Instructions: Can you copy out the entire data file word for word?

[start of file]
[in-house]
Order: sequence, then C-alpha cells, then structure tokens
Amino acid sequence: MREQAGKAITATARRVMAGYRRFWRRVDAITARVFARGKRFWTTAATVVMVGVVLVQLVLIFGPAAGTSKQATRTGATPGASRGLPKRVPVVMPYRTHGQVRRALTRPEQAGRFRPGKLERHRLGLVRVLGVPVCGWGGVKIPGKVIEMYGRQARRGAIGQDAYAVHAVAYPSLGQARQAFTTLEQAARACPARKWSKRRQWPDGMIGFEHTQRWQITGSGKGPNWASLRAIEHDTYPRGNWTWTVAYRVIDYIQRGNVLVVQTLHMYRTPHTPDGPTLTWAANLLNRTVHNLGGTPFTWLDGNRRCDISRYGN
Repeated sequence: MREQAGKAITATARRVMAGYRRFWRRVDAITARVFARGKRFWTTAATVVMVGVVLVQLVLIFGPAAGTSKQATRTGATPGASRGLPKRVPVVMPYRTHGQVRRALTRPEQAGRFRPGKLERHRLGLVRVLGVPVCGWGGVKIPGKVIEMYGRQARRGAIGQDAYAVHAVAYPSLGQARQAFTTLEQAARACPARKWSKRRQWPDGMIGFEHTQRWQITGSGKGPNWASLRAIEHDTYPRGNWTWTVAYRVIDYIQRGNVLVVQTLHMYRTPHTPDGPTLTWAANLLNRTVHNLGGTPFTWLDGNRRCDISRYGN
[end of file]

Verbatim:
[in-house]
Order: sequence, then C-alpha cells, then structure tokens
Amino acid sequence: MREQAGKAITATARRVMAGYRRFWRRVDAITARVFARGKRFWTTAATVVMVGVVLVQLVLIFGPAAGTSKQATRTGATPGASRGLPKRVPVVMPYRTHGQVRRALTRPEQAGRFRPGKLERHRLGLVRVLGVPVCGWGGVKIPGKVIEMYGRQARRGAIGQDAYAVHAVAYPSLGQARQAFTTLEQAARACPARKWSKRRQWPDGMIGFEHTQRWQITGSGKGPNWASLRAIEHDTYPRGNWTWTVAYRVIDYIQRGNVLVVQTLHMYRTPHTPDGPTLTWAANLLNRTVHNLGGTPFTWLDGNRRCDISRYGN
Repeated sequence: MREQAGKAITATARRVMAGYRRFWRRVDAITARVFARGKRFWTTAATVVMVGVVLVQLVLIFGPAAGTSKQATRTGATPGASRGLPKRVPVVMPYRTHGQVRRALTRPEQAGRFRPGKLERHRLGLVRVLGVPVCGWGGVKIPGKVIEMYGRQARRGAIGQDAYAVHAVAYPSLGQARQAFTTLEQAARACPARKWSKRRQWPDGMIGFEHTQRWQITGSGKGPNWASLRAIEHDTYPRGNWTWTVAYRVIDYIQRGNVLVVQTLHMYRTPHTPDGPTLTWAANLLNRTVHNLGGTPFTWLDGNRRCDISRYGN